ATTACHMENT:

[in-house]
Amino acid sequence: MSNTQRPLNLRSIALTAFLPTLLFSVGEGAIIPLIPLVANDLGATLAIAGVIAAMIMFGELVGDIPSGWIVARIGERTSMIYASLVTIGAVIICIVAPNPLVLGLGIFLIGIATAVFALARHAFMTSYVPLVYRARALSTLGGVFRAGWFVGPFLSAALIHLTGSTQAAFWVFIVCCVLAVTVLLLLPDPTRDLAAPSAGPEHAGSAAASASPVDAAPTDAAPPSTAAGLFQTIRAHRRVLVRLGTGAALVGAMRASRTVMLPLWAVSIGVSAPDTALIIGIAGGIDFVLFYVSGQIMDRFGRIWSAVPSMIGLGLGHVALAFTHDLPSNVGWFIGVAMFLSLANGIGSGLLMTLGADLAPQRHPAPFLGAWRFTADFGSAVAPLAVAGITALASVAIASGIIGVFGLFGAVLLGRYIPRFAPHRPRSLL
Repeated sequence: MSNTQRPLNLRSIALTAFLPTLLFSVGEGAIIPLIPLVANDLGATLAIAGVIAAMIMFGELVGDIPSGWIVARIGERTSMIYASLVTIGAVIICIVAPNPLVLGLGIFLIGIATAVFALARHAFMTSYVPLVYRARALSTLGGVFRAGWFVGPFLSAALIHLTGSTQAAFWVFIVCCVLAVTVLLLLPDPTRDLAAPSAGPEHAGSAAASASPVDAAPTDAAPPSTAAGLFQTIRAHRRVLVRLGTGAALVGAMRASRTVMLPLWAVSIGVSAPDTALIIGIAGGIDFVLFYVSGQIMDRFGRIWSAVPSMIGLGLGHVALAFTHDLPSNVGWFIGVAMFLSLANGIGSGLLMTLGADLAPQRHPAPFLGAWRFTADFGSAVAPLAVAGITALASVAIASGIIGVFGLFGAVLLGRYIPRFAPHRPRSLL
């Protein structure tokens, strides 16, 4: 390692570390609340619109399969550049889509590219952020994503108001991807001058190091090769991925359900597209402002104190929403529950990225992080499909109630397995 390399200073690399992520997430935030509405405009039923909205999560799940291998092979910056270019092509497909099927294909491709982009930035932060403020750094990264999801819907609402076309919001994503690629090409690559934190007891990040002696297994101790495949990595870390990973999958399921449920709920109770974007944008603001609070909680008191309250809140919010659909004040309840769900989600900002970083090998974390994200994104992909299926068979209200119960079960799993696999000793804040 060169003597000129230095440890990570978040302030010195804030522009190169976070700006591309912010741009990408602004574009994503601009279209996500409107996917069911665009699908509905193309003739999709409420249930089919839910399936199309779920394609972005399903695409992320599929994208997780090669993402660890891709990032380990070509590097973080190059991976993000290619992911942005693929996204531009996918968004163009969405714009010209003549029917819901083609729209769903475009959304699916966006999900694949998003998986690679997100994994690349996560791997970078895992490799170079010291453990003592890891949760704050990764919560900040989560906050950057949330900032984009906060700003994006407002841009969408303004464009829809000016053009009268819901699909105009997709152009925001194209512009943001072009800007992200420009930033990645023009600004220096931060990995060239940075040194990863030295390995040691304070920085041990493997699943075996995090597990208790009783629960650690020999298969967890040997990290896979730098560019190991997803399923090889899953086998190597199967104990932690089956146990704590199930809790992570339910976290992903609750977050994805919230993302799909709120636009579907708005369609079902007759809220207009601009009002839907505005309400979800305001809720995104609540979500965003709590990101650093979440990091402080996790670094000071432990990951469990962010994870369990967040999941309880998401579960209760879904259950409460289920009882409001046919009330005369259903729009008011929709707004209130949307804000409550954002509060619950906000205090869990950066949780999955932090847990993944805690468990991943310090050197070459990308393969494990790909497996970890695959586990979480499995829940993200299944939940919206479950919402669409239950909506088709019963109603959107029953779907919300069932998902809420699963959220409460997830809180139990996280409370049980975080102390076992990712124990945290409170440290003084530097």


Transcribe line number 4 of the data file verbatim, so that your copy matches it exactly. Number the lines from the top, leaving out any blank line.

């Protein structure tokens, strides 16, 4: 390692570390609340619109399969550049889509590219952020994503108001991807001058190091090769991925359900597209402002104190929403529950990225992080499909109630397995 390399200073690399992520997430935030509405405009039923909205999560799940291998092979910056270019092509497909099927294909491709982009930035932060403020750094990264999801819907609402076309919001994503690629090409690559934190007891990040002696297994101790495949990595870390990973999958399921449920709920109770974007944008603001609070909680008191309250809140919010659909004040309840769900989600900002970083090998974390994200994104992909299926068979209200119960079960799993696999000793804040 060169003597000129230095440890990570978040302030010195804030522009190169976070700006591309912010741009990408602004574009994503601009279209996500409107996917069911665009699908509905193309003739999709409420249930089919839910399936199309779920394609972005399903695409992320599929994208997780090669993402660890891709990032380990070509590097973080190059991976993000290619992911942005693929996204531009996918968004163009969405714009010209003549029917819901083609729209769903475009959304699916966006999900694949998003998986690679997100994994690349996560791997970078895992490799170079010291453990003592890891949760704050990764919560900040989560906050950057949330900032984009906060700003994006407002841009969408303004464009829809000016053009009268819901699909105009997709152009925001194209512009943001072009800007992200420009930033990645023009600004220096931060990995060239940075040194990863030295390995040691304070920085041990493997699943075996995090597990208790009783629960650690020999298969967890040997990290896979730098560019190991997803399923090889899953086998190597199967104990932690089956146990704590199930809790992570339910976290992903609750977050994805919230993302799909709120636009579907708005369609079902007759809220207009601009009002839907505005309400979800305001809720995104609540979500965003709590990101650093979440990091402080996790670094000071432990990951469990962010994870369990967040999941309880998401579960209760879904259950409460289920009882409001046919009330005369259903729009008011929709707004209130949307804000409550954002509060619950906000205090869990950066949780999955932090847990993944805690468990991943310090050197070459990308393969494990790909497996970890695959586990979480499995829940993200299944939940919206479950919402669409239950909506088709019963109603959107029953779907919300069932998902809420699963959220409460997830809180139990996280409370049980975080102390076992990712124990945290409170440290003084530097």